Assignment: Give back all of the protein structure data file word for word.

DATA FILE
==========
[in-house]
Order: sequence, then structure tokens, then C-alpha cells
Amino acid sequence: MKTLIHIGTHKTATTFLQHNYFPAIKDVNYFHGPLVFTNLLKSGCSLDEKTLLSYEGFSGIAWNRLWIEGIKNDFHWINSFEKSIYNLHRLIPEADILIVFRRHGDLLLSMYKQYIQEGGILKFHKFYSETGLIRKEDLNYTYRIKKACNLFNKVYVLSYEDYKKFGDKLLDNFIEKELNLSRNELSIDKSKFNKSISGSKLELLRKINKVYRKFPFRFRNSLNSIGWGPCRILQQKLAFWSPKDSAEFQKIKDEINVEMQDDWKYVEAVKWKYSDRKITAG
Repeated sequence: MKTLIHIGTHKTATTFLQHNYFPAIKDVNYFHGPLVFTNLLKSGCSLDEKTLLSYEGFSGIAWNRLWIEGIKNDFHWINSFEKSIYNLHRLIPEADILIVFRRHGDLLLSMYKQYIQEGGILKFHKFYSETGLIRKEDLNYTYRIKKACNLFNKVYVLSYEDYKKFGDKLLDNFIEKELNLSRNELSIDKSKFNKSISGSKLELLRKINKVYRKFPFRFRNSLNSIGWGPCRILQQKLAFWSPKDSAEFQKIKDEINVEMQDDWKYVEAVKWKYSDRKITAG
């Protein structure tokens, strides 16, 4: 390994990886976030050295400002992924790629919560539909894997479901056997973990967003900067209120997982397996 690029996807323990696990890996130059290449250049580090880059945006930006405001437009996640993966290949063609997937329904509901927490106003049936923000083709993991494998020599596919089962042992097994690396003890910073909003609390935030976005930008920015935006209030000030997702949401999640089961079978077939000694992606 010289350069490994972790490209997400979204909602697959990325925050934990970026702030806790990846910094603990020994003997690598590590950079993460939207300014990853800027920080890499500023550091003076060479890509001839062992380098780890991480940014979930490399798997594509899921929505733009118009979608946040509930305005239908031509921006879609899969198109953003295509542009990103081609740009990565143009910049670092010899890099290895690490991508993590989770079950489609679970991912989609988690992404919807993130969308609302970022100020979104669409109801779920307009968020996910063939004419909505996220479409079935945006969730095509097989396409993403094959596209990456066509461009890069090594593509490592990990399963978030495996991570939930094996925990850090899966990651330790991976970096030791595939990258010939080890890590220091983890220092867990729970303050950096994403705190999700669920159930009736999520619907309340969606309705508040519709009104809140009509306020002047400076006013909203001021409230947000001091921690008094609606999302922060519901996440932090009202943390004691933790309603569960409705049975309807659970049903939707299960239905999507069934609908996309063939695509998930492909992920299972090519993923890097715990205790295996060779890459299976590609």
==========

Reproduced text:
[in-house]
Order: sequence, then structure tokens, then C-alpha cells
Amino acid sequence: MKTLIHIGTHKTATTFLQHNYFPAIKDVNYFHGPLVFTNLLKSGCSLDEKTLLSYEGFSGIAWNRLWIEGIKNDFHWINSFEKSIYNLHRLIPEADILIVFRRHGDLLLSMYKQYIQEGGILKFHKFYSETGLIRKEDLNYTYRIKKACNLFNKVYVLSYEDYKKFGDKLLDNFIEKELNLSRNELSIDKSKFNKSISGSKLELLRKINKVYRKFPFRFRNSLNSIGWGPCRILQQKLAFWSPKDSAEFQKIKDEINVEMQDDWKYVEAVKWKYSDRKITAG
Repeated sequence: MKTLIHIGTHKTATTFLQHNYFPAIKDVNYFHGPLVFTNLLKSGCSLDEKTLLSYEGFSGIAWNRLWIEGIKNDFHWINSFEKSIYNLHRLIPEADILIVFRRHGDLLLSMYKQYIQEGGILKFHKFYSETGLIRKEDLNYTYRIKKACNLFNKVYVLSYEDYKKFGDKLLDNFIEKELNLSRNELSIDKSKFNKSISGSKLELLRKINKVYRKFPFRFRNSLNSIGWGPCRILQQKLAFWSPKDSAEFQKIKDEINVEMQDDWKYVEAVKWKYSDRKITAG
């Protein structure tokens, strides 16, 4: 390994990886976030050295400002992924790629919560539909894997479901056997973990967003900067209120997982397996 690029996807323990696990890996130059290449250049580090880059945006930006405001437009996640993966290949063609997937329904509901927490106003049936923000083709993991494998020599596919089962042992097994690396003890910073909003609390935030976005930008920015935006209030000030997702949401999640089961079978077939000694992606 010289350069490994972790490209997400979204909602697959990325925050934990970026702030806790990846910094603990020994003997690598590590950079993460939207300014990853800027920080890499500023550091003076060479890509001839062992380098780890991480940014979930490399798997594509899921929505733009118009979608946040509930305005239908031509921006879609899969198109953003295509542009990103081609740009990565143009910049670092010899890099290895690490991508993590989770079950489609679970991912989609988690992404919807993130969308609302970022100020979104669409109801779920307009968020996910063939004419909505996220479409079935945006969730095509097989396409993403094959596209990456066509461009890069090594593509490592990990399963978030495996991570939930094996925990850090899966990651330790991976970096030791595939990258010939080890890590220091983890220092867990729970303050950096994403705190999700669920159930009736999520619907309340969606309705508040519709009104809140009509306020002047400076006013909203001021409230947000001091921690008094609606999302922060519901996440932090009202943390004691933790309603569960409705049975309807659970049903939707299960239905999507069934609908996309063939695509998930492909992920299972090519993923890097715990205790295996060779890459299976590609």